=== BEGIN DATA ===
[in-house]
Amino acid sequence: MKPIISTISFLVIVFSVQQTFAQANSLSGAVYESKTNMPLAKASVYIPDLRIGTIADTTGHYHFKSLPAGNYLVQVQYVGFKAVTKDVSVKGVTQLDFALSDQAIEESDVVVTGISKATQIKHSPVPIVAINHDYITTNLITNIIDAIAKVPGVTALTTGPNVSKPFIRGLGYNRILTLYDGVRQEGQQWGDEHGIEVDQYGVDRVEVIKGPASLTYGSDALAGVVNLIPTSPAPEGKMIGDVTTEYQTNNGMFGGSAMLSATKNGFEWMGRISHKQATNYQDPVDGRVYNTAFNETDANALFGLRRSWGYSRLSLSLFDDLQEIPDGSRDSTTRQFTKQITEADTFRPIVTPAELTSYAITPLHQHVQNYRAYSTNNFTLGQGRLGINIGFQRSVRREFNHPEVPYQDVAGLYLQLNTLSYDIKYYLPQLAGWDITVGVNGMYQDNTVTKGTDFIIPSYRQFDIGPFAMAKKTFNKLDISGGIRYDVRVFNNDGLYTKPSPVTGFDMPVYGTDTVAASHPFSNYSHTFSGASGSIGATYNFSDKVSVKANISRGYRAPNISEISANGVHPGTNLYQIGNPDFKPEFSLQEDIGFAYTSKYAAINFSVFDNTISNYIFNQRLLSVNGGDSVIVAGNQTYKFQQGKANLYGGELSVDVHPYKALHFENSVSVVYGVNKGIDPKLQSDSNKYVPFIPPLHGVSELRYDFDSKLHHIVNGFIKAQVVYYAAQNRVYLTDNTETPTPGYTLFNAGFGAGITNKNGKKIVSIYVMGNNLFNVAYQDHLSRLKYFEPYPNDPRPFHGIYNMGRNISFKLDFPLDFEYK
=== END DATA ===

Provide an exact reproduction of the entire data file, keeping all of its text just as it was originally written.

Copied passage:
[in-house]
Amino acid sequence: MKPIISTISFLVIVFSVQQTFAQANSLSGAVYESKTNMPLAKASVYIPDLRIGTIADTTGHYHFKSLPAGNYLVQVQYVGFKAVTKDVSVKGVTQLDFALSDQAIEESDVVVTGISKATQIKHSPVPIVAINHDYITTNLITNIIDAIAKVPGVTALTTGPNVSKPFIRGLGYNRILTLYDGVRQEGQQWGDEHGIEVDQYGVDRVEVIKGPASLTYGSDALAGVVNLIPTSPAPEGKMIGDVTTEYQTNNGMFGGSAMLSATKNGFEWMGRISHKQATNYQDPVDGRVYNTAFNETDANALFGLRRSWGYSRLSLSLFDDLQEIPDGSRDSTTRQFTKQITEADTFRPIVTPAELTSYAITPLHQHVQNYRAYSTNNFTLGQGRLGINIGFQRSVRREFNHPEVPYQDVAGLYLQLNTLSYDIKYYLPQLAGWDITVGVNGMYQDNTVTKGTDFIIPSYRQFDIGPFAMAKKTFNKLDISGGIRYDVRVFNNDGLYTKPSPVTGFDMPVYGTDTVAASHPFSNYSHTFSGASGSIGATYNFSDKVSVKANISRGYRAPNISEISANGVHPGTNLYQIGNPDFKPEFSLQEDIGFAYTSKYAAINFSVFDNTISNYIFNQRLLSVNGGDSVIVAGNQTYKFQQGKANLYGGELSVDVHPYKALHFENSVSVVYGVNKGIDPKLQSDSNKYVPFIPPLHGVSELRYDFDSKLHHIVNGFIKAQVVYYAAQNRVYLTDNTETPTPGYTLFNAGFGAGITNKNGKKIVSIYVMGNNLFNVAYQDHLSRLKYFEPYPNDPRPFHGIYNMGRNISFKLDFPLDFEYK